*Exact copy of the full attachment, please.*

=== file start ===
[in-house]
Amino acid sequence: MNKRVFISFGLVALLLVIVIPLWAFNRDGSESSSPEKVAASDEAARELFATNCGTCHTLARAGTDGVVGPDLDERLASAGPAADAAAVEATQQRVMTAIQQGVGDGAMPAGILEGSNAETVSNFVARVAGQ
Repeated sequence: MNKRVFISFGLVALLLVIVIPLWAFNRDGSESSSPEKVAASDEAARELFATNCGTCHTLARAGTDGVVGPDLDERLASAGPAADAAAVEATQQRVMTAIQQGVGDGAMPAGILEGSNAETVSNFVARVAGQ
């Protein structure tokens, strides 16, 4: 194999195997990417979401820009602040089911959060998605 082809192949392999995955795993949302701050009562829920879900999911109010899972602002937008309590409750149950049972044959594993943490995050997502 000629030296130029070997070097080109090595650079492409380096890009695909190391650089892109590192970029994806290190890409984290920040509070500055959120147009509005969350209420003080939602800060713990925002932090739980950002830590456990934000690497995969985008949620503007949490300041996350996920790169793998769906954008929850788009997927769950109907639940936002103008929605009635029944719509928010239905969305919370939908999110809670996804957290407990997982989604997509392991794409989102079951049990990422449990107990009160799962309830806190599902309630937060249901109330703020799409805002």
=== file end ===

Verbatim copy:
[in-house]
Amino acid sequence: MNKRVFISFGLVALLLVIVIPLWAFNRDGSESSSPEKVAASDEAARELFATNCGTCHTLARAGTDGVVGPDLDERLASAGPAADAAAVEATQQRVMTAIQQGVGDGAMPAGILEGSNAETVSNFVARVAGQ
Repeated sequence: MNKRVFISFGLVALLLVIVIPLWAFNRDGSESSSPEKVAASDEAARELFATNCGTCHTLARAGTDGVVGPDLDERLASAGPAADAAAVEATQQRVMTAIQQGVGDGAMPAGILEGSNAETVSNFVARVAGQ
């Protein structure tokens, strides 16, 4: 194999195997990417979401820009602040089911959060998605 082809192949392999995955795993949302701050009562829920879900999911109010899972602002937008309590409750149950049972044959594993943490995050997502 000629030296130029070997070097080109090595650079492409380096890009695909190391650089892109590192970029994806290190890409984290920040509070500055959120147009509005969350209420003080939602800060713990925002932090739980950002830590456990934000690497995969985008949620503007949490300041996350996920790169793998769906954008929850788009997927769950109907639940936002103008929605009635029944719509928010239905969305919370939908999110809670996804957290407990997982989604997509392991794409989102079951049990990422449990107990009160799962309830806190599902309630937060249901109330703020799409805002």